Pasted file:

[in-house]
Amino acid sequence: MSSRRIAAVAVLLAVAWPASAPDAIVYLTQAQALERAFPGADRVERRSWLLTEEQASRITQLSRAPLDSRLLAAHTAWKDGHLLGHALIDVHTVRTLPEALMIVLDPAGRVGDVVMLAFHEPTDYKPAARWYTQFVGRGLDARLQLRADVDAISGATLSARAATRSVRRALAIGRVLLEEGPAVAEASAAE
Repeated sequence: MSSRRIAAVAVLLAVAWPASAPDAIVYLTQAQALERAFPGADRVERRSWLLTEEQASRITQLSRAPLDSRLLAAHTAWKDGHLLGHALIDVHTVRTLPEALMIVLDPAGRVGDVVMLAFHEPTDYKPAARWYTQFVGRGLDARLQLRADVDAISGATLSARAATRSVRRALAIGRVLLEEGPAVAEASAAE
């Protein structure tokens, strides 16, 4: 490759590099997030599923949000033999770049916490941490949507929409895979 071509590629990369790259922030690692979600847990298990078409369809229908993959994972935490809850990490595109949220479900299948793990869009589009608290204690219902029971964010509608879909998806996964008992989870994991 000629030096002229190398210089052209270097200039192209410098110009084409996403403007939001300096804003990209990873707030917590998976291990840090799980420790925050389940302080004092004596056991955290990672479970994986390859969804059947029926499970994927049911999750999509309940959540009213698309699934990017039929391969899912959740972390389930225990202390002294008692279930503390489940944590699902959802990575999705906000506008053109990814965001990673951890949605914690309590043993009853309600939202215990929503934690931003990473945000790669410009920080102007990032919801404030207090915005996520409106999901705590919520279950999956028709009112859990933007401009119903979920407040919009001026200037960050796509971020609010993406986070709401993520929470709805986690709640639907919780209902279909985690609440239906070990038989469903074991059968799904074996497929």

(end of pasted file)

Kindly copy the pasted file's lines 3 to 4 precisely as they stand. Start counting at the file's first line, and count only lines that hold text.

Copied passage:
Repeated sequence: MSSRRIAAVAVLLAVAWPASAPDAIVYLTQAQALERAFPGADRVERRSWLLTEEQASRITQLSRAPLDSRLLAAHTAWKDGHLLGHALIDVHTVRTLPEALMIVLDPAGRVGDVVMLAFHEPTDYKPAARWYTQFVGRGLDARLQLRADVDAISGATLSARAATRSVRRALAIGRVLLEEGPAVAEASAAE
């Protein structure tokens, strides 16, 4: 490759590099997030599923949000033999770049916490941490949507929409895979 071509590629990369790259922030690692979600847990298990078409369809229908993959994972935490809850990490595109949220479900299948793990869009589009608290204690219902029971964010509608879909998806996964008992989870994991 000629030096002229190398210089052209270097200039192209410098110009084409996403403007939001300096804003990209990873707030917590998976291990840090799980420790925050389940302080004092004596056991955290990672479970994986390859969804059947029926499970994927049911999750999509309940959540009213698309699934990017039929391969899912959740972390389930225990202390002294008692279930503390489940944590699902959802990575999705906000506008053109990814965001990673951890949605914690309590043993009853309600939202215990929503934690931003990473945000790669410009920080102007990032919801404030207090915005996520409106999901705590919520279950999956028709009112859990933007401009119903979920407040919009001026200037960050796509971020609010993406986070709401993520929470709805986690709640639907919780209902279909985690609440239906070990038989469903074991059968799904074996497929």